McConnell did firm up his offer for an immigration debate slightly on Monday by agreeing to bring a bill to the Senate floor with a fair amendment process. Democrats also won one other concession -- the immigration debate won’t be contingent on Trump’s blessing, something that moderate Republicans embraced as a breakthrough.
Even so, McConnell has said all along he wants to act before the March 5 deadline for the end of DACA, which grants protections for 690,000 young immigrants. And there’s still no guarantee something acceptable to Democrats will be embraced by the GOP leadership, by the House, or by Trump by then, all of whom have been negotiating the issue for months.
The standoff also leaves Republicans needing to repair ruptures within their own party.
While Republican leaders and the White House were largely united on the shutdown fight itself -- insisting on no negotiations on immigration and training all fire on Schumer for the stalemate -- they remain deeply divided internally on immigration.
Republican Senator Lindsey Graham of South Carolina at one point launched a personal attack on White House aide Stephen Miller, Trump’s top adviser on immigration, saying there could be no compromise while the hard-line Miller is involved. The White House shot back that Graham was the one who’s out of step.
Graham noted that Democrats still have plenty of leverage given upcoming fights over budget spending caps and other must-pass items.
"I’m begging the White House to find a way to work with us and get to yes on a proposal that’s reasonable," Graham said. Without forward progress on immigration, Graham fears there won’t be Democratic support needed for Republican priorities including a big hike in defense spending.
But Tom Cotton, the hardest line Republican on immigration in the Senate, smiled late Sunday at the Democrats’ predicament, seeing them as simply looking for a way out of a shutdown that they were quickly realizing was a political mistake.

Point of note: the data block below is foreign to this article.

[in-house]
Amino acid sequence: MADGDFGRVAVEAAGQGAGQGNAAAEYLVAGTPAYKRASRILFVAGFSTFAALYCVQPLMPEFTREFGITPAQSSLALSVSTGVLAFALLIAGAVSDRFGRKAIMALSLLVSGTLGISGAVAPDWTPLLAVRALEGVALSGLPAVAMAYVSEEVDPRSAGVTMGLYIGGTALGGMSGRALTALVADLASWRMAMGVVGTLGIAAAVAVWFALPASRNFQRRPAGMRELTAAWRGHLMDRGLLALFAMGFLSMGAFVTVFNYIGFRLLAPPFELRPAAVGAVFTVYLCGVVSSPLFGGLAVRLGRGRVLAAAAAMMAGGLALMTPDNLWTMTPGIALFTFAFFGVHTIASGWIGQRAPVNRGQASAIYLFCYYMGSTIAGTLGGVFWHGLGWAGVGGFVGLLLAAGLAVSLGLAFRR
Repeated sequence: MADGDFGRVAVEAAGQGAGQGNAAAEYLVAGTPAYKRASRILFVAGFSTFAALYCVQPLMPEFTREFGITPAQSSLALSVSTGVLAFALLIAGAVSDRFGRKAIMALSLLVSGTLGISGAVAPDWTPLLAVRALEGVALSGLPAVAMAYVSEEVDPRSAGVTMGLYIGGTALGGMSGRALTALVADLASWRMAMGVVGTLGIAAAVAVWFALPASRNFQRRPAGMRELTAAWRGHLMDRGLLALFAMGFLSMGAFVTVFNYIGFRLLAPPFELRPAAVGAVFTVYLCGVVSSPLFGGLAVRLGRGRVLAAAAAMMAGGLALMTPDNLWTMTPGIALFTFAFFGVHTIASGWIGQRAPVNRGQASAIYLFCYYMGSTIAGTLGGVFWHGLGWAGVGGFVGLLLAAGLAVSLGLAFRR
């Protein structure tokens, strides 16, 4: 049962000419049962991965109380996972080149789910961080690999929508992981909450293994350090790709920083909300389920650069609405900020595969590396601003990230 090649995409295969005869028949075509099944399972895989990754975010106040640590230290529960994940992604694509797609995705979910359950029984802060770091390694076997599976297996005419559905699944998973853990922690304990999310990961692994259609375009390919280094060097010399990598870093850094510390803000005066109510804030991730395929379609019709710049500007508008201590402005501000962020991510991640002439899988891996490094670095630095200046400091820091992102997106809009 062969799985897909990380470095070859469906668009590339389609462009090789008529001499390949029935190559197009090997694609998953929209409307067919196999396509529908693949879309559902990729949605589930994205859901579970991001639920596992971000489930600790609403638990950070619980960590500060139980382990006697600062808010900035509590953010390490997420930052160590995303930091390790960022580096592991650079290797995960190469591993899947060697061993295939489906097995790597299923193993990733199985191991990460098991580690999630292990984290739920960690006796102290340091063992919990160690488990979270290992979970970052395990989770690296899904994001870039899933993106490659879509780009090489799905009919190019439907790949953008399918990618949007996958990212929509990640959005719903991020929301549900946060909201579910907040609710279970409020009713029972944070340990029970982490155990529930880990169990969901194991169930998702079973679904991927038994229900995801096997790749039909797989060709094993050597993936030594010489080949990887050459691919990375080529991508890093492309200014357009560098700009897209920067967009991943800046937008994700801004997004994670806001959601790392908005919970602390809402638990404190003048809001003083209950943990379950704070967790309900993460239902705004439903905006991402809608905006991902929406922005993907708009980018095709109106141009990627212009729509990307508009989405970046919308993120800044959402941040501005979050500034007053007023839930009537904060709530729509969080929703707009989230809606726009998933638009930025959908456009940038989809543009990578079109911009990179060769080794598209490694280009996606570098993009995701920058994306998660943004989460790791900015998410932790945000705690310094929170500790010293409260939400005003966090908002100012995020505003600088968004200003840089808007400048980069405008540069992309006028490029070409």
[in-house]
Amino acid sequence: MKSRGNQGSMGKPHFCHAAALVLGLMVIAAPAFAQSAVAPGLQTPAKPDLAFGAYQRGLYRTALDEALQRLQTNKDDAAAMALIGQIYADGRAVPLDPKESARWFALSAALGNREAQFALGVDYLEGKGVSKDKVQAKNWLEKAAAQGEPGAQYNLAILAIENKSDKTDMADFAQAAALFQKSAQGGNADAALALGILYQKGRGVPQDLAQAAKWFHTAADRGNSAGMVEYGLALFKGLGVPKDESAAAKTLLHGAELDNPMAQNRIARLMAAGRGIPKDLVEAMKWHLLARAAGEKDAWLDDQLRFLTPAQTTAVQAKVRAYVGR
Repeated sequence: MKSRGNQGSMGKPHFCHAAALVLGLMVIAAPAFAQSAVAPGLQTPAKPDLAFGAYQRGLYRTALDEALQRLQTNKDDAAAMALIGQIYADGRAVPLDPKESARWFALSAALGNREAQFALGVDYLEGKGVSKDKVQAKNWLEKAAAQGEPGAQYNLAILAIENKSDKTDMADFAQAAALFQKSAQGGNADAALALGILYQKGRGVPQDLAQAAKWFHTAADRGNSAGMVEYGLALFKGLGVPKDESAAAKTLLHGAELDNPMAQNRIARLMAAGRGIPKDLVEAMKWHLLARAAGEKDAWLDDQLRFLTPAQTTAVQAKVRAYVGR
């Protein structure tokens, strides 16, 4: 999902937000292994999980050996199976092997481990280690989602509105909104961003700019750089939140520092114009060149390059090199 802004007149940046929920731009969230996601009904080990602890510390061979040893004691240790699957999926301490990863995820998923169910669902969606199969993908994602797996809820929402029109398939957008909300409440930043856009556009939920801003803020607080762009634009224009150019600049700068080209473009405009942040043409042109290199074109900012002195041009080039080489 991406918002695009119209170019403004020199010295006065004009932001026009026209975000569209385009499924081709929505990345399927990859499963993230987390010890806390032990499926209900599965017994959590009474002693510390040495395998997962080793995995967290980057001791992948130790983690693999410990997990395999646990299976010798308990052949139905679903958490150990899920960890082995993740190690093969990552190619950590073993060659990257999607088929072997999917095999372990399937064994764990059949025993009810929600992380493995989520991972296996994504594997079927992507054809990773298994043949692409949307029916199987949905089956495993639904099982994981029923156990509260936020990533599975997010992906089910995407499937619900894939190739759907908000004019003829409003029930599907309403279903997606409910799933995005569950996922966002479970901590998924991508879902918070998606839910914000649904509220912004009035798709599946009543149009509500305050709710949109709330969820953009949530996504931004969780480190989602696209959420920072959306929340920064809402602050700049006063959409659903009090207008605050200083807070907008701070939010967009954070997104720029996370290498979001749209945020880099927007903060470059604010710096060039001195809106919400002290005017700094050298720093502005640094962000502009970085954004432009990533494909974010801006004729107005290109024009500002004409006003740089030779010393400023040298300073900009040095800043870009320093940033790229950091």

“I don’t think it’s that much different than we were two days ago," Cotton said.
“The most likely time for a debate and votes has always been February," he added. "I don’t understand why Democrats have gone to these lengths to shut down the government just to get what has always been the case."
And Cotton singed Graham and other senators attacking Miller, saying that was "punching down" at staff, and said the idea that Trump was being led around by staff was insulting to the president.
Republicans did find a tactical path on the shutdown itself that they may be able to revive in future shutdown fights.
The White House froze out Schumer, Ryan made it clear he would not come to the Senate Democrat’s rescue with any offers of his own, and McConnell merely offered a date change to Feb. 8, and not much more.
On the House and Senate floor, meanwhile, Republicans dusted off Schumer’s own playbook from the 2013 shutdown fight, accusing Democrats of causing a needless disruption for a partisan agenda.
The actual policy and economic impact of the three-day shutdown could be fleeting, especially since it didn’t carry over for very long into the work week. But the political impact on both parties means the same fight could return in full force next month.
— With assistance by Sahil Kapur, and Billy House